[NOTE: Part I can be found here.]
I can’t find the quote right now, but Holocaust survivor and author Primo Levi—who wrote Survival In Auschwitz, which I consider the single most definitive and brilliant book on the camps from the point of view of someone who experienced them firsthand—said that for many ex-inmates, comparisons between what happened in the camps and their lives afterwards didn’t help (although it certainly did for the interviewee I quoted in Part I of this series). Levi said that even though the camps were exponentially worse than the rest of the more petty difficulties of life outside the camps, that each state (camps versus ordinary life) had its woes, and that survivors could still get annoyed and upset afterwards at the smaller frustrations and sorrows of ordinary existence.
That’s the human condition for most people; few are able to keep the contrast constantly in mind like the man in the Part I interview, and there’s no shame in that.
Levi was a scientist who wrote about the camps as though he were a scientist studying them: cool, dispassionate, analytical. He died as a possible suicide in a fall in 1987 at the age of 67. Whether he killed himself or died accidentally has been hotly debated and the answer is still unclear.
Levi is an author whose work I greatly admire, and I am hardly alone, as his biographer Carole Angier writes:
We feel we know and love him from his work, because we know and love his gentle, rigorous, witty, open mind. But the rest of him is completely closed. Primo Levi is, in fact, one of the most secretive writers who ever lived. And not only in his work. Though he gave hundreds of interviews, he used them not to lower the walls but to raise them still higher, by presenting a careful construct of himself almost to the end. He presented the same construct to most people throughout his life; even, as long as he could, to himself. That construct – the calm, rational, optimistic man – was his ideal: an ideal he managed to reach in much of his life, because it was both a moral imperative and a psychological necessity to him.
But it was not the reality. “I have no instincts,” he said, with his smile, “or if I do, I repress them.” But the more he repressed them, the more they resisted, and took their revenge. The man who loved and spoke to the whole of humanity found private, emotional life impossibly hard. And the man who chose optimism, because one must not spread despair, found he had locked the despair inside him; and more and more often it rose and drowned him.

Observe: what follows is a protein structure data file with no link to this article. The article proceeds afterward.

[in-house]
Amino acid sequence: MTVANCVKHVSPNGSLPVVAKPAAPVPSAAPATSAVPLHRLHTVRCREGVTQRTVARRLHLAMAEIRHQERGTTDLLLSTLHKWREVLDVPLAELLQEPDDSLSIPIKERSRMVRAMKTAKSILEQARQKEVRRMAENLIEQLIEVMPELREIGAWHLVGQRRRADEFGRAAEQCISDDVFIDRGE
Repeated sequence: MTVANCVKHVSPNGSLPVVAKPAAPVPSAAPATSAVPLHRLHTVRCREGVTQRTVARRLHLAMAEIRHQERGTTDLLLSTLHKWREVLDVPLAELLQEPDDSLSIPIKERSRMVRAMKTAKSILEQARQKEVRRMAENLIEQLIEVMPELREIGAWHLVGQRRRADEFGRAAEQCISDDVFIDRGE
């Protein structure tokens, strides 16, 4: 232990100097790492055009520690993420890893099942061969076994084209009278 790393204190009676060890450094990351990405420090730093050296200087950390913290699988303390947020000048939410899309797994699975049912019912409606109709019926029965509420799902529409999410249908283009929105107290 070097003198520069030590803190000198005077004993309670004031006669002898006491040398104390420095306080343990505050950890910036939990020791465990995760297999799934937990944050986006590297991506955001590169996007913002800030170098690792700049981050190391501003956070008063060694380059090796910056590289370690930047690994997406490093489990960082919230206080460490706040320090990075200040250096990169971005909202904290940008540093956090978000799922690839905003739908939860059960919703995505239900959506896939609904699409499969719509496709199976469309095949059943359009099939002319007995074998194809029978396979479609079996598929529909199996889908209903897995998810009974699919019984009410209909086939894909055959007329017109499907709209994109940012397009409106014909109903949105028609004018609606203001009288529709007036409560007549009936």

Even though it is not known whether Levi killed himself, it is known that he suffered from depression. But his depression predated his Holocaust experience and represented a lifelong struggle. A different man, a different temperament, than the man interviewed in Part I. And yet Levi managed to live and work for about forty highly productive and creative post-Holocaust years until his death. If he did kill himself (and the preponderance of evidence is that he did; he certainly was depressed prior to his death) it was his own temperament, and his own unhappy family history, that probably led him to it:
…Auschwitz did not destroy him. It came very near at the time, and immediately afterwards. But after that it did almost the opposite, requiring him to understand and to communicate, the two things that kept him alive. “I am a talker,” he said. “If you stop up my mouth, I die.” When, in his last depression, he felt he could no longer communicate, he died. That is what killed him, not his memories of Auschwitz. Neither Alex the Kapo of If This Is A Man [the European title of Survival in Auschwitz], nor his heirs, should imagine they have that victory.
Angier also offers a few excerpts from Levi’s great masterpiece about the camps. Here is a passage that reflects with Levi’s usual brilliance and extraordinary clarity on the mindset in the camps that brought some small (very small, in this case) measure of optimism to a situation so full of nearly unfathomable misery:
Strange how, in some way, one always has the impression of being fortunate, how some chance happening, perhaps infinitesimal, stops us crossing the threshold of despair and allows us to live. It is raining, but it is not windy. Or else, it is raining and is also windy: but you know that this evening, it is your turn for the supplement of soup so that even today, you find the strength to reach the evening. Or it is raining, windy and you have the usual hunger, and then you think that if you really had to, if you really felt nothing in your heart but suffering and tedium – as sometimes happens, when you really seem to lie on the bottom – well, even in that case, at any moment you want you could always go and touch the electric wire-fence, or throw yourself under the shunting trains, and then it would stop raining.